ATX and DH-ATX were synthesized as described by Okura et al. (2010). Penicillin, streptomycin and heat-inactivated fetal bovine serum (FBS) were obtained from Atlanta Biologicals (Norcross, GA, USA). Poly-D-lysine (molecular weight >300,000), Geneticin, probenecid, Dulbecco's Modified Eagle Medium (DMEM), Dulbecco's Modified Eagle Medium/Nutrient Mixture F-12 (DMEM/F12) and veratridine were from Sigma-Aldrich (St. louis, MO, USA). The fluorescent dye SBFI-AM, fluo-3-AM and pluronic acid F-127 were obtained from Invitrogen Corporation (Carlsbad, CA, USA). Tetrodotoxin (TTX) was purchased from Tocris Cookson, Inc. (Ellisville, MO, USA). [3H]batrachotoxin A 20-α-Benzoate ([3H]-BTX) was from PerkinElmer (Waltham, MA, USA). Brevetoxin-2 (PbTx-2) was isolated and purified from K. breves cultures at the Center for Marine Science at the University of North Carolina (Wilmington, NC). The human embryonic kidney 293 (HEK 293) and Chinese hamster lung (CHL) 1610 cells were from American Type Culture Collection (Manassas, VA, USA). The rNav1.4-HEK 293 and the DEKA locus mutant (DEAA-HEK 293) cell lines were obtained under the license from Dr. E. Moczydlowski (Clarkson University, Potsdam, NY, USA). rNav1.2-CHL 1610 and rNav1.5-CHL 1610 were obtained under the license from Dr. W. Catterall (University of Washington, Seattle, WA).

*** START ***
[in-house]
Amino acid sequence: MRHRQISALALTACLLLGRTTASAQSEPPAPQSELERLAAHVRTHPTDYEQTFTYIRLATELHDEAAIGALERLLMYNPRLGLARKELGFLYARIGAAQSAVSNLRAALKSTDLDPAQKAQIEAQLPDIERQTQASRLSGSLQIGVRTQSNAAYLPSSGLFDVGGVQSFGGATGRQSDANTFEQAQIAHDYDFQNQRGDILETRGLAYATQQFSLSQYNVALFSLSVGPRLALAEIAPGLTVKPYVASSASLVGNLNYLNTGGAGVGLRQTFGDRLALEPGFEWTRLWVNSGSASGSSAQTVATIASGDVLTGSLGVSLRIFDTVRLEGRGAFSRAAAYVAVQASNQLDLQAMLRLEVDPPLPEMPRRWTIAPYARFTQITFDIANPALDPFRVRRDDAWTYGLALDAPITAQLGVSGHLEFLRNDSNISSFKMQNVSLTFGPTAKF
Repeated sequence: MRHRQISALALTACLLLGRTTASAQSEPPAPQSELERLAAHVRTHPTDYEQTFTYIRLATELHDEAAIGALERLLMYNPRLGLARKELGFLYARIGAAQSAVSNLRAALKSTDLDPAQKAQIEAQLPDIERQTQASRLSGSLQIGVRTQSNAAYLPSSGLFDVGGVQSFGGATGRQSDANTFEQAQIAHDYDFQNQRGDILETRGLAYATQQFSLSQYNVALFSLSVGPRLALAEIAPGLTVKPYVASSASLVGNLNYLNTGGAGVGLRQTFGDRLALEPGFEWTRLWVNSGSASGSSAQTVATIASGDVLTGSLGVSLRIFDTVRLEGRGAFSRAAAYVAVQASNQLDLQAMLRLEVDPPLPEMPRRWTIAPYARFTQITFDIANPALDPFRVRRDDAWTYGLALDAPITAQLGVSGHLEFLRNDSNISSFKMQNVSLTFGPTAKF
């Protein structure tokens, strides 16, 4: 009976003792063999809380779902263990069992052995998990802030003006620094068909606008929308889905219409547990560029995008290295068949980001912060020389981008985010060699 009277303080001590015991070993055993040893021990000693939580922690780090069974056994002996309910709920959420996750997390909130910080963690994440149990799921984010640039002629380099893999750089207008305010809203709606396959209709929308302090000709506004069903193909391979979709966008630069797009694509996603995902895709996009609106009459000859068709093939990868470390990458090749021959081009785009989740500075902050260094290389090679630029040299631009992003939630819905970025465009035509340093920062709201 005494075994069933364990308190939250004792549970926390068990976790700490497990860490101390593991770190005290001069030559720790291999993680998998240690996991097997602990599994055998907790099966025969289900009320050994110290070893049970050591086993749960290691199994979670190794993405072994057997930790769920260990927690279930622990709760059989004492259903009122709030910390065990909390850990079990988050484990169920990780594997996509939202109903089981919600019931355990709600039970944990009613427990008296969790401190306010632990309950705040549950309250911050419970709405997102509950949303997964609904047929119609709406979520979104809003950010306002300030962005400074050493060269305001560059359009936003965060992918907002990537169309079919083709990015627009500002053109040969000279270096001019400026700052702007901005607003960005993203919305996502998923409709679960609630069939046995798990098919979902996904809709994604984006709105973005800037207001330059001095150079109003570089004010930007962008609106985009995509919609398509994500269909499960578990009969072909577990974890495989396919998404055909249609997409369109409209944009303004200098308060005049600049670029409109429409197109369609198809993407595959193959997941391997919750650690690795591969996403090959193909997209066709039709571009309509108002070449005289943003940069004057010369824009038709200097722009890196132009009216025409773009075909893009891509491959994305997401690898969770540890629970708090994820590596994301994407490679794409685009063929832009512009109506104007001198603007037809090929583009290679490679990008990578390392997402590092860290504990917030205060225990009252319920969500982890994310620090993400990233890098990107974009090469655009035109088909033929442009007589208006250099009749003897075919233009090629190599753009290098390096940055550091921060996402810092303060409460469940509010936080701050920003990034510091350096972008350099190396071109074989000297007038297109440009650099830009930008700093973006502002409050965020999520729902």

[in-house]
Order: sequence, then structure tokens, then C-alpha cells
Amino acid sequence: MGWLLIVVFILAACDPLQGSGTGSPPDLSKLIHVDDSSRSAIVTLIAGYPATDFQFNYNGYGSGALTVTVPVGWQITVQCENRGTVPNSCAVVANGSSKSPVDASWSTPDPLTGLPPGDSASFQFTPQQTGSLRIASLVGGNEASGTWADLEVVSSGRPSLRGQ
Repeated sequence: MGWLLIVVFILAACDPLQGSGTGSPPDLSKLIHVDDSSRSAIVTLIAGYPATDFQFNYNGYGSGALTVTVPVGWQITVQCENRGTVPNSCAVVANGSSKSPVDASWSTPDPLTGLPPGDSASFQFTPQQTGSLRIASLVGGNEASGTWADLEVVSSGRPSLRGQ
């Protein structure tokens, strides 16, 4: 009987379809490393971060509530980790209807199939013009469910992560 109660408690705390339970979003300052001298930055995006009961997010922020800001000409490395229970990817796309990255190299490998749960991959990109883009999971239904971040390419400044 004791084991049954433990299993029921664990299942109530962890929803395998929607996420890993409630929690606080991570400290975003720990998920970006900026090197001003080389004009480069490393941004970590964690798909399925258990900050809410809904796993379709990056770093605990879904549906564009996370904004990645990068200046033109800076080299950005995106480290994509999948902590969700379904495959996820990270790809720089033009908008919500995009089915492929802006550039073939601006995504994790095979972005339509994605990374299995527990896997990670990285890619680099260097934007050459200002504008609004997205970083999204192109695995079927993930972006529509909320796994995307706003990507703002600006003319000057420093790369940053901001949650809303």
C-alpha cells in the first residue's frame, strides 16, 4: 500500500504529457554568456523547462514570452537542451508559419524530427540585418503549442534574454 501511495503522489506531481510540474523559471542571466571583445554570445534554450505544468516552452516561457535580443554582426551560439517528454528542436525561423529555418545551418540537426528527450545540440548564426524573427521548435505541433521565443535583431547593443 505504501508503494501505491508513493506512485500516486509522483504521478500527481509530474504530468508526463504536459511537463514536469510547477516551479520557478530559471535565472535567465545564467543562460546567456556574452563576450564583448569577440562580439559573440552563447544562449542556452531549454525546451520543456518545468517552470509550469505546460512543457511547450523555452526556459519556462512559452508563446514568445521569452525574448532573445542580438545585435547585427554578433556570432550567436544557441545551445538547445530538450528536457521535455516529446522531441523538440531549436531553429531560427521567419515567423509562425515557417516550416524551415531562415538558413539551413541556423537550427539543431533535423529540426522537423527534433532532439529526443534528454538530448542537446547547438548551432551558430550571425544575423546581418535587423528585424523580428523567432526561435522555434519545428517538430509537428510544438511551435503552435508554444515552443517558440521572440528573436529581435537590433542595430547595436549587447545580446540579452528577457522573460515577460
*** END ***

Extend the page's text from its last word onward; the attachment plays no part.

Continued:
This work was supported in part by the National Institutes of Health [Grant NS053398] (to W.H.G. and T.F.M.); and the National Institutes of Health National Center for Research Resources [Grant G20 RR024001]. The content is solely the responsibility of the authors and does not necessarily represent the official views of the National Center for Research Resources or the National Institutes of Health.